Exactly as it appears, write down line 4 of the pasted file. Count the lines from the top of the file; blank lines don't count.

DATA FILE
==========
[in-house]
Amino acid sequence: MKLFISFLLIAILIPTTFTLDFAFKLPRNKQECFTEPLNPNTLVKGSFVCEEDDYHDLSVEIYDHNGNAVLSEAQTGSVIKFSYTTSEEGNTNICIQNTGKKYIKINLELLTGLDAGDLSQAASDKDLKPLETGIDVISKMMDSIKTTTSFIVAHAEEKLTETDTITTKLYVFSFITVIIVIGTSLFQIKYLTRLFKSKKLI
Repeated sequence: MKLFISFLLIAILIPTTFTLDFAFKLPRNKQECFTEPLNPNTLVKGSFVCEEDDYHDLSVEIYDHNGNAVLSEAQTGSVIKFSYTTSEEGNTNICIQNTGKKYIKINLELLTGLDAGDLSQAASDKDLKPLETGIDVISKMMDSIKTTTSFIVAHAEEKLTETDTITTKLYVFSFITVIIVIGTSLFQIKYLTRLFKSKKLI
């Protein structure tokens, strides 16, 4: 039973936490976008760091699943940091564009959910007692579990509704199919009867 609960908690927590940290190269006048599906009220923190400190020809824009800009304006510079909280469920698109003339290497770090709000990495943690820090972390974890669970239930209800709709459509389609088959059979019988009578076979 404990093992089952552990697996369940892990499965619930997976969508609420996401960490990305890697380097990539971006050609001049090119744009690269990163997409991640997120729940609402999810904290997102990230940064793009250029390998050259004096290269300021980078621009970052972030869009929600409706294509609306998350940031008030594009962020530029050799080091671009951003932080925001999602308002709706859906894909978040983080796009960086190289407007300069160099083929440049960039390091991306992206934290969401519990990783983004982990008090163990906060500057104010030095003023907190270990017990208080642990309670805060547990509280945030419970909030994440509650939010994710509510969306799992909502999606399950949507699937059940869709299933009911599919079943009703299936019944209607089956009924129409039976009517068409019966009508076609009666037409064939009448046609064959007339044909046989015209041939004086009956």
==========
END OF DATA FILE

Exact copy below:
């Protein structure tokens, strides 16, 4: 039973936490976008760091699943940091564009959910007692579990509704199919009867 609960908690927590940290190269006048599906009220923190400190020809824009800009304006510079909280469920698109003339290497770090709000990495943690820090972390974890669970239930209800709709459509389609088959059979019988009578076979 404990093992089952552990697996369940892990499965619930997976969508609420996401960490990305890697380097990539971006050609001049090119744009690269990163997409991640997120729940609402999810904290997102990230940064793009250029390998050259004096290269300021980078621009970052972030869009929600409706294509609306998350940031008030594009962020530029050799080091671009951003932080925001999602308002709706859906894909978040983080796009960086190289407007300069160099083929440049960039390091991306992206934290969401519990990783983004982990008090163990906060500057104010030095003023907190270990017990208080642990309670805060547990509280945030419970909030994440509650939010994710509510969306799992909502999606399950949507699937059940869709299933009911599919079943009703299936019944209607089956009924129409039976009517068409019966009508076609009666037409064939009448046609064959007339044909046989015209041939004086009956």